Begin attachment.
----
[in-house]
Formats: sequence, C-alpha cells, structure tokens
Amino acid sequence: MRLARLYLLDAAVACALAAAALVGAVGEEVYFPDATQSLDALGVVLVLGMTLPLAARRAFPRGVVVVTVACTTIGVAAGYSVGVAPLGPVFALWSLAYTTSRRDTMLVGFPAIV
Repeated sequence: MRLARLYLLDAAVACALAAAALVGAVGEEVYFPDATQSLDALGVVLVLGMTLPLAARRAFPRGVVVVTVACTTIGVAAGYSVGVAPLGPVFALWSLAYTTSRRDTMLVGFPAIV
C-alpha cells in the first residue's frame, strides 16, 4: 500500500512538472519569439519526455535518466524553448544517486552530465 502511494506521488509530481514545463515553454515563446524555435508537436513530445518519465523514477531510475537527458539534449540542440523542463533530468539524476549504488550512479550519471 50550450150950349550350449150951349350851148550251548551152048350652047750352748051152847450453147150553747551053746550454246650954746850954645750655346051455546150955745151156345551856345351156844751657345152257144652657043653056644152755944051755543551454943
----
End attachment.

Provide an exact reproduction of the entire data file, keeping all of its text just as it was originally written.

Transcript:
[in-house]
Formats: sequence, C-alpha cells, structure tokens
Amino acid sequence: MRLARLYLLDAAVACALAAAALVGAVGEEVYFPDATQSLDALGVVLVLGMTLPLAARRAFPRGVVVVTVACTTIGVAAGYSVGVAPLGPVFALWSLAYTTSRRDTMLVGFPAIV
Repeated sequence: MRLARLYLLDAAVACALAAAALVGAVGEEVYFPDATQSLDALGVVLVLGMTLPLAARRAFPRGVVVVTVACTTIGVAAGYSVGVAPLGPVFALWSLAYTTSRRDTMLVGFPAIV
C-alpha cells in the first residue's frame, strides 16, 4: 500500500512538472519569439519526455535518466524553448544517486552530465 502511494506521488509530481514545463515553454515563446524555435508537436513530445518519465523514477531510475537527458539534449540542440523542463533530468539524476549504488550512479550519471 50550450150950349550350449150951349350851148550251548551152048350652047750352748051152847450453147150553747551053746550454246650954746850954645750655346051455546150955745151156345551856345351156844751657345152257144652657043653056644152755944051755543551454943